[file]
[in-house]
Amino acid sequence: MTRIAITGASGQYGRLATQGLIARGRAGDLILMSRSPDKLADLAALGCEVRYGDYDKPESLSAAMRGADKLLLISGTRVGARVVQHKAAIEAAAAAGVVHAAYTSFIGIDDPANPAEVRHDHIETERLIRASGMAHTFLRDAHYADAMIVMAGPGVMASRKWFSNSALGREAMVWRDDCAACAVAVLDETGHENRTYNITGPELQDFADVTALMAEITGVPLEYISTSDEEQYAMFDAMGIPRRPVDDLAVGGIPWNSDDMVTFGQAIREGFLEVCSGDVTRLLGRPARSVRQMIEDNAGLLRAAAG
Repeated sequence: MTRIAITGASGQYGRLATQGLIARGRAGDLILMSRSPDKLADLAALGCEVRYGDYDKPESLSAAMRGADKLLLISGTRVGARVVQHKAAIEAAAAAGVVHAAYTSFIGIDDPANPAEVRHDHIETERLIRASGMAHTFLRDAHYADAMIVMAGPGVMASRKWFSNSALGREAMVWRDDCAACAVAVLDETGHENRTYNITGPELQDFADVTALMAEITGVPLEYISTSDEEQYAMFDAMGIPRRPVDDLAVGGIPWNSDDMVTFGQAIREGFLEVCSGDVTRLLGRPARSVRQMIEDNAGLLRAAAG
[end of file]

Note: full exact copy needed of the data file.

[in-house]
Amino acid sequence: MTRIAITGASGQYGRLATQGLIARGRAGDLILMSRSPDKLADLAALGCEVRYGDYDKPESLSAAMRGADKLLLISGTRVGARVVQHKAAIEAAAAAGVVHAAYTSFIGIDDPANPAEVRHDHIETERLIRASGMAHTFLRDAHYADAMIVMAGPGVMASRKWFSNSALGREAMVWRDDCAACAVAVLDETGHENRTYNITGPELQDFADVTALMAEITGVPLEYISTSDEEQYAMFDAMGIPRRPVDDLAVGGIPWNSDDMVTFGQAIREGFLEVCSGDVTRLLGRPARSVRQMIEDNAGLLRAAAG
Repeated sequence: MTRIAITGASGQYGRLATQGLIARGRAGDLILMSRSPDKLADLAALGCEVRYGDYDKPESLSAAMRGADKLLLISGTRVGARVVQHKAAIEAAAAAGVVHAAYTSFIGIDDPANPAEVRHDHIETERLIRASGMAHTFLRDAHYADAMIVMAGPGVMASRKWFSNSALGREAMVWRDDCAACAVAVLDETGHENRTYNITGPELQDFADVTALMAEITGVPLEYISTSDEEQYAMFDAMGIPRRPVDDLAVGGIPWNSDDMVTFGQAIREGFLEVCSGDVTRLLGRPARSVRQMIEDNAGLLRAAAG